Funder and dates: BBSRC and RESAS, 2015 - ongoing
Collaborators/partners: SRUC and Roslin Institute
The concept of positive animal welfare has arisen relatively recently. There may be several reasons for this - (a) because the public tend to focus on positive aspects of animals lives and hence indirectly influence scientific and policy thinking about animal welfare; (b) advances in neuroscience creating understanding in and interest in how the brain generates sensations of pleasure; (c) human psychology where there is also similar interest in ‘positive psychology’ and ‘happiness'.
We are studying situations where animals appear to experience pleasure and how this might affect the animal, its group mates and human owners. For example we study play behaviour which occurs in pigs, sheep and cattle. Play behaviour is hard to study because it happens rather infrequently and involves very fast and complex movement (see Videos). However modern software allows us to capture these movements, and study this complex behaviour in greater detail than previously. Play is fascinating not least because it seems so clearly to suggest that animals are enjoying themselves when they play.
In one study we have shown that litters of pigs vary in how much they play (Figure 1, download full paper in Links section below).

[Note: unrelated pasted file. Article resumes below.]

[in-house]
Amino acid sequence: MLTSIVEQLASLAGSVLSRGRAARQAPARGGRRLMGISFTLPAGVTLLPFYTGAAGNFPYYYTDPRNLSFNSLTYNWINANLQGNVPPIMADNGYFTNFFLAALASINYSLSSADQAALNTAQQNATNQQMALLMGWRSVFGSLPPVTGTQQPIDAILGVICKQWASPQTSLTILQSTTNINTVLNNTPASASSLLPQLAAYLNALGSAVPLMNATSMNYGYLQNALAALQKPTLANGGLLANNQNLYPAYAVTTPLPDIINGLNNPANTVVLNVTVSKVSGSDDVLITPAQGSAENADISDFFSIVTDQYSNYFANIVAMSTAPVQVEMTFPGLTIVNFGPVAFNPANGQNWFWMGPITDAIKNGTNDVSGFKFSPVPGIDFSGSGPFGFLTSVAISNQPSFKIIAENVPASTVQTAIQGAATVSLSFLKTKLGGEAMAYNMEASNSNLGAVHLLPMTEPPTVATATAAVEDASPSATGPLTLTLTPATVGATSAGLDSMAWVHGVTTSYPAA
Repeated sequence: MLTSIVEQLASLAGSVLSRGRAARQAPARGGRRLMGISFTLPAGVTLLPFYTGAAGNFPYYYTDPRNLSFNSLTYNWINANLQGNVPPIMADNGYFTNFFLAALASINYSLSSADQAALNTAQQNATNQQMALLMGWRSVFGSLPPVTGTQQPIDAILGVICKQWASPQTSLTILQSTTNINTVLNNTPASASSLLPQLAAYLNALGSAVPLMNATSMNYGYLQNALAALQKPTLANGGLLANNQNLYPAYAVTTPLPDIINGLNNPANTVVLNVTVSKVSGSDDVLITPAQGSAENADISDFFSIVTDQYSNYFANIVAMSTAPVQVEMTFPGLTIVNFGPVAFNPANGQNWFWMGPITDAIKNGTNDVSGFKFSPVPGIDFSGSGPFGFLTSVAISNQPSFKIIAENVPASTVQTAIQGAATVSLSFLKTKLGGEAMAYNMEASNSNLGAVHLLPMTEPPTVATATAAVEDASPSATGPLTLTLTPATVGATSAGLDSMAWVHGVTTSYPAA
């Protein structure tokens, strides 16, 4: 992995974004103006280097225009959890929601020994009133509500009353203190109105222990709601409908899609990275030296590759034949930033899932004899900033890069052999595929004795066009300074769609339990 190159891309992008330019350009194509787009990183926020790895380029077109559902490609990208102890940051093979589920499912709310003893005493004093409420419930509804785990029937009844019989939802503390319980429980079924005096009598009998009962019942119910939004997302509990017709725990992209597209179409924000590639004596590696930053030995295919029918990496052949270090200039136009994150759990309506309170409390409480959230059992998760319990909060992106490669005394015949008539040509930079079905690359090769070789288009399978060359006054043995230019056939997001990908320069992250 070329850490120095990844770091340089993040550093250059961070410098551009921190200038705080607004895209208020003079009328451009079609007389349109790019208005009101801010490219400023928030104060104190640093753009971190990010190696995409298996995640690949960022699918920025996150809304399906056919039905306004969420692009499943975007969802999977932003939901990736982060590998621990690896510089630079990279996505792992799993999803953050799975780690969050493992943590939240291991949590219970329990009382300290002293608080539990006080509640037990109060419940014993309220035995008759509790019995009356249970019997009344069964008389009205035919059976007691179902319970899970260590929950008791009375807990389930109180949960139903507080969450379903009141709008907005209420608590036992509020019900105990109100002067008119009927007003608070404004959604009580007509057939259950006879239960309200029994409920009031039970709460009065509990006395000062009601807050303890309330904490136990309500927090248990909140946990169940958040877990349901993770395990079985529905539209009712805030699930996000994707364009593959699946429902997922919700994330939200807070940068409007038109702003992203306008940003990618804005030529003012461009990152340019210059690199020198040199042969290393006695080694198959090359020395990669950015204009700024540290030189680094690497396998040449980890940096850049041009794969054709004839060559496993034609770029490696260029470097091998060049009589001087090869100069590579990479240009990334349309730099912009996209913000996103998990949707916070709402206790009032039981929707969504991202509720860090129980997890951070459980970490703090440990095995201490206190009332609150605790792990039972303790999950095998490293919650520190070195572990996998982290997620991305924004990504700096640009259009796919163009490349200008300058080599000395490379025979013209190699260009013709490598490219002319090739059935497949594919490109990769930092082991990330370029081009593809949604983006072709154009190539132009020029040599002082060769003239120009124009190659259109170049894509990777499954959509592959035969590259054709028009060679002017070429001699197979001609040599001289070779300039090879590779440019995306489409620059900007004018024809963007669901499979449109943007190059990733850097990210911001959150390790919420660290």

We calculated that 50% of the variance in play was coming from the litter the piglets were reared in, whilst 11% of the variance came from individuals within litters. This is shown in Figure 1 where the horizontal bars show some litters playing considerably more than others; but at the same time individuals within litters varying in their play as well.
We are not exactly sure why some litters play more but the most likely explanation is that these litters are receiving more milk from their mothers. This is because there is a strong association (or correlation) between play and how fast litters grow (Figure 2). This finding is in line with studies of play in wild animals. For example young meerkats play more if they are given extra (supplemental) food (boiled eggs).
We are continuing to study play and similar behaviour to understand what benefits these positive behaviours bring to the animal.